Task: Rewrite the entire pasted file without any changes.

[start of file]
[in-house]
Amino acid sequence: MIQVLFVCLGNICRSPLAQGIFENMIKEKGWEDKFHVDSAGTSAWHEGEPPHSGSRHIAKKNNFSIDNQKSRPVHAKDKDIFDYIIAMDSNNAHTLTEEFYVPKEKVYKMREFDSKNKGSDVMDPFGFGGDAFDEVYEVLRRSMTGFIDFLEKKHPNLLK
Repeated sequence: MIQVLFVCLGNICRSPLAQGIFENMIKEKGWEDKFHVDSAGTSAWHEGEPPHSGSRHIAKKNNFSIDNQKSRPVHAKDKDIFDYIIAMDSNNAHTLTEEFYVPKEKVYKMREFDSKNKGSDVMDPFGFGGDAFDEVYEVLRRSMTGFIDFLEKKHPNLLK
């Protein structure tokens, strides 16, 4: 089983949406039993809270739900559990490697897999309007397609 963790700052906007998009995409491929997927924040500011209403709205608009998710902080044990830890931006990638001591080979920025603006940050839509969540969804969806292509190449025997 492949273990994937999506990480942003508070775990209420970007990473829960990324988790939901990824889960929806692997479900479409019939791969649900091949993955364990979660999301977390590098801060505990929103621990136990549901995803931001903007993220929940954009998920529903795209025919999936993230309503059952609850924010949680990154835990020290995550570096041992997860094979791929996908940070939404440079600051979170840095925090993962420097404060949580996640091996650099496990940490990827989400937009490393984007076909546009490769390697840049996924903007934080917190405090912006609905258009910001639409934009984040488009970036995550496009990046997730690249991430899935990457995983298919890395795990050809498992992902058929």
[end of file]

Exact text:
[in-house]
Amino acid sequence: MIQVLFVCLGNICRSPLAQGIFENMIKEKGWEDKFHVDSAGTSAWHEGEPPHSGSRHIAKKNNFSIDNQKSRPVHAKDKDIFDYIIAMDSNNAHTLTEEFYVPKEKVYKMREFDSKNKGSDVMDPFGFGGDAFDEVYEVLRRSMTGFIDFLEKKHPNLLK
Repeated sequence: MIQVLFVCLGNICRSPLAQGIFENMIKEKGWEDKFHVDSAGTSAWHEGEPPHSGSRHIAKKNNFSIDNQKSRPVHAKDKDIFDYIIAMDSNNAHTLTEEFYVPKEKVYKMREFDSKNKGSDVMDPFGFGGDAFDEVYEVLRRSMTGFIDFLEKKHPNLLK
């Protein structure tokens, strides 16, 4: 089983949406039993809270739900559990490697897999309007397609 963790700052906007998009995409491929997927924040500011209403709205608009998710902080044990830890931006990638001591080979920025603006940050839509969540969804969806292509190449025997 492949273990994937999506990480942003508070775990209420970007990473829960990324988790939901990824889960929806692997479900479409019939791969649900091949993955364990979660999301977390590098801060505990929103621990136990549901995803931001903007993220929940954009998920529903795209025919999936993230309503059952609850924010949680990154835990020290995550570096041992997860094979791929996908940070939404440079600051979170840095925090993962420097404060949580996640091996650099496990940490990827989400937009490393984007076909546009490769390697840049996924903007934080917190405090912006609905258009910001639409934009984040488009970036995550496009990046997730690249991430899935990457995983298919890395795990050809498992992902058929």